When Carly McCullar, 32, was diagnosed with autism spectrum disorder as an adult, she wanted to improve her social and communication skills before heading into the next stage of her life.
Never having received such help before, she volunteered to participate in a unique treatment program: virtual reality. Sitting at a computer that tracked her facial expressions, the game tested her social cognition and provided feedback, McCullar played through various realistic scenarios, including a job interview, a confrontation with a loud neighbor and even dating.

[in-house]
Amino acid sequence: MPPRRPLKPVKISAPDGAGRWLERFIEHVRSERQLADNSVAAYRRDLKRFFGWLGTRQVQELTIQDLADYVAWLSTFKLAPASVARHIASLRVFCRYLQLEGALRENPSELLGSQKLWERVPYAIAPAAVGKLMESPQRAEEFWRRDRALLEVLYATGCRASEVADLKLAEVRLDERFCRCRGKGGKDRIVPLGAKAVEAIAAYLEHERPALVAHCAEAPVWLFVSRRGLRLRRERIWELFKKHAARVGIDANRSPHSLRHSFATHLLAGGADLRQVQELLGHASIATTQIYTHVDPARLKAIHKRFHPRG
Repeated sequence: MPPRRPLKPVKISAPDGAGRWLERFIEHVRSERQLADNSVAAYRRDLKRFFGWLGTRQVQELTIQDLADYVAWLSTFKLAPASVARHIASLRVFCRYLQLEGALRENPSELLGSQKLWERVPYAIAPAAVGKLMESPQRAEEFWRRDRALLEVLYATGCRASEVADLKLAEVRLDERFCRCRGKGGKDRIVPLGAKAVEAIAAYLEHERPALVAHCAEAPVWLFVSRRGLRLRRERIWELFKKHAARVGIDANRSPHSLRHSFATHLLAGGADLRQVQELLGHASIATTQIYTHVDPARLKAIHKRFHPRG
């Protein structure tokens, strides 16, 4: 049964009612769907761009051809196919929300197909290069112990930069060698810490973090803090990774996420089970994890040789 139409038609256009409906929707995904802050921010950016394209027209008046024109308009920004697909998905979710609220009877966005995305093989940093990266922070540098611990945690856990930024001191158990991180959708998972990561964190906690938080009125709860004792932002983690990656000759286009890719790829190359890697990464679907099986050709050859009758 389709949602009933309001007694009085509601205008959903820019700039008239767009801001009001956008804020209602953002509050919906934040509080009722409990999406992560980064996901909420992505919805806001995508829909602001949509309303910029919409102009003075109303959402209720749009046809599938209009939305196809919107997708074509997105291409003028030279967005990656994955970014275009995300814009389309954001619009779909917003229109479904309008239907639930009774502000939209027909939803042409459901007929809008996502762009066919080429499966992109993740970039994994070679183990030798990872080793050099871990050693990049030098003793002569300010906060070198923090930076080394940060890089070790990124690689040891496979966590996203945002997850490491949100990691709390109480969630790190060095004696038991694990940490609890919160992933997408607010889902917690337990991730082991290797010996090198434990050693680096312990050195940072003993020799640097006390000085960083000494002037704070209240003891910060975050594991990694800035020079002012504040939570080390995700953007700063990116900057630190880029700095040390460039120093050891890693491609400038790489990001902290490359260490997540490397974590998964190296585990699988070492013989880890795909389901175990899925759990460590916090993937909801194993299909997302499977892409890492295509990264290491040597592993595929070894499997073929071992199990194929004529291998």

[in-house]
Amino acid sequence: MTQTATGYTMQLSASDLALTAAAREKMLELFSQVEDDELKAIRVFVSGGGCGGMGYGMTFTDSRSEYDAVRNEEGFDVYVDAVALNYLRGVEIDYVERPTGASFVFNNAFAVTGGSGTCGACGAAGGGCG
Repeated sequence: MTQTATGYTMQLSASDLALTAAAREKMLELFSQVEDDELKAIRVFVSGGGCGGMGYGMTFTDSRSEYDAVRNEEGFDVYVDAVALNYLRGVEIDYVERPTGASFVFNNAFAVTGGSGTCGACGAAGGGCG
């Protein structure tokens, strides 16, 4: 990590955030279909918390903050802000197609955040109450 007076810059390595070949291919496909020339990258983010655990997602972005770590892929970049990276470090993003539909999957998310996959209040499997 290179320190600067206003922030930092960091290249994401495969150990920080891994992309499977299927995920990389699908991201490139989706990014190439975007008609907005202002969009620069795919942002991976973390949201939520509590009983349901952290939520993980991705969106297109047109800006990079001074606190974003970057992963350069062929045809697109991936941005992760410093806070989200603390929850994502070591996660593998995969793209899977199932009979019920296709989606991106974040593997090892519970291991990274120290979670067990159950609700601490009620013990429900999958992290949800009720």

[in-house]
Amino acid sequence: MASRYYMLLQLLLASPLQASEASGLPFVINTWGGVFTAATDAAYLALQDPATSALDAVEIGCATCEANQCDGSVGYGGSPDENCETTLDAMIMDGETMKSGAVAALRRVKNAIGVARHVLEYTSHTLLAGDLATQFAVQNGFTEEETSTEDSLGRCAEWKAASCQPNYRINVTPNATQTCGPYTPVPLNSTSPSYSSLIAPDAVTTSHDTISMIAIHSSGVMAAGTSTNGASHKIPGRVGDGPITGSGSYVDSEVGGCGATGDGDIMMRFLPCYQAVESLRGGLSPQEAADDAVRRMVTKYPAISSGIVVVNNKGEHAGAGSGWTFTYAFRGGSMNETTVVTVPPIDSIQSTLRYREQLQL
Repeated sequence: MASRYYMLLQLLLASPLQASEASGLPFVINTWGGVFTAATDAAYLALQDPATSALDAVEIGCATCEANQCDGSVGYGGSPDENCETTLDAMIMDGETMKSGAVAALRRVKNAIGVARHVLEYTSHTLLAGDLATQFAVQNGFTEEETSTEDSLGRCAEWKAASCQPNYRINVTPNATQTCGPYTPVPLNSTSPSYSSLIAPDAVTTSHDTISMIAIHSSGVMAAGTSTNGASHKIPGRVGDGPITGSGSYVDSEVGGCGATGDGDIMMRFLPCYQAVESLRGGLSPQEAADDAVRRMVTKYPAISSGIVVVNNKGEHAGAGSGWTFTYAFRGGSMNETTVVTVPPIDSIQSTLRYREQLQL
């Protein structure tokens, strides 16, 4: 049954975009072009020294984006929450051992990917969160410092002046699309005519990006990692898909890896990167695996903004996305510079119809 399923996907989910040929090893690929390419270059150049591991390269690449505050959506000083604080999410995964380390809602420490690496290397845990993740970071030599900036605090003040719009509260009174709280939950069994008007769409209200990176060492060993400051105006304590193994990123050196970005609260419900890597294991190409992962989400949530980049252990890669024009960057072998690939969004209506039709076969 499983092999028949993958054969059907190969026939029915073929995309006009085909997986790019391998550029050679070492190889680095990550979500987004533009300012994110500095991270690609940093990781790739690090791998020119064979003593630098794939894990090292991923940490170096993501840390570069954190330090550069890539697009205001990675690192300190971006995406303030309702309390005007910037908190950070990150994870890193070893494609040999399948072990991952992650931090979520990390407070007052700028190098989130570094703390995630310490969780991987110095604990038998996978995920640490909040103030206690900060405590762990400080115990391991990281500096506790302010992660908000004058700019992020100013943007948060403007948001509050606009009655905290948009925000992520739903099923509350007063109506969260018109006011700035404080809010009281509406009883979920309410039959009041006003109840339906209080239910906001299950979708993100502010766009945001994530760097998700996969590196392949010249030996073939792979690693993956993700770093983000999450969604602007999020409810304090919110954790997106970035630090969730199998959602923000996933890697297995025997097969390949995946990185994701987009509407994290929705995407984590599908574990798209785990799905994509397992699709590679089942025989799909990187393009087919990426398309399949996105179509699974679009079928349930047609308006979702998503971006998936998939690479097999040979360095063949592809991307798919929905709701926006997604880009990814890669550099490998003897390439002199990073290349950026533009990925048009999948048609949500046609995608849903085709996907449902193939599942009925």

The program, a collaborative effort from gaming technology experts and health researchers at the Center for BrainHealth at the University of Texas at Dallas, simulates everyday experiences and social situations that are typically difficult for those with autism or anxiety disorders. And its just one example in a growing trend in which video games are forms of therapy. READ MORE: Your Next Psychologist May Prescribe The Legend of Zelda | Mashable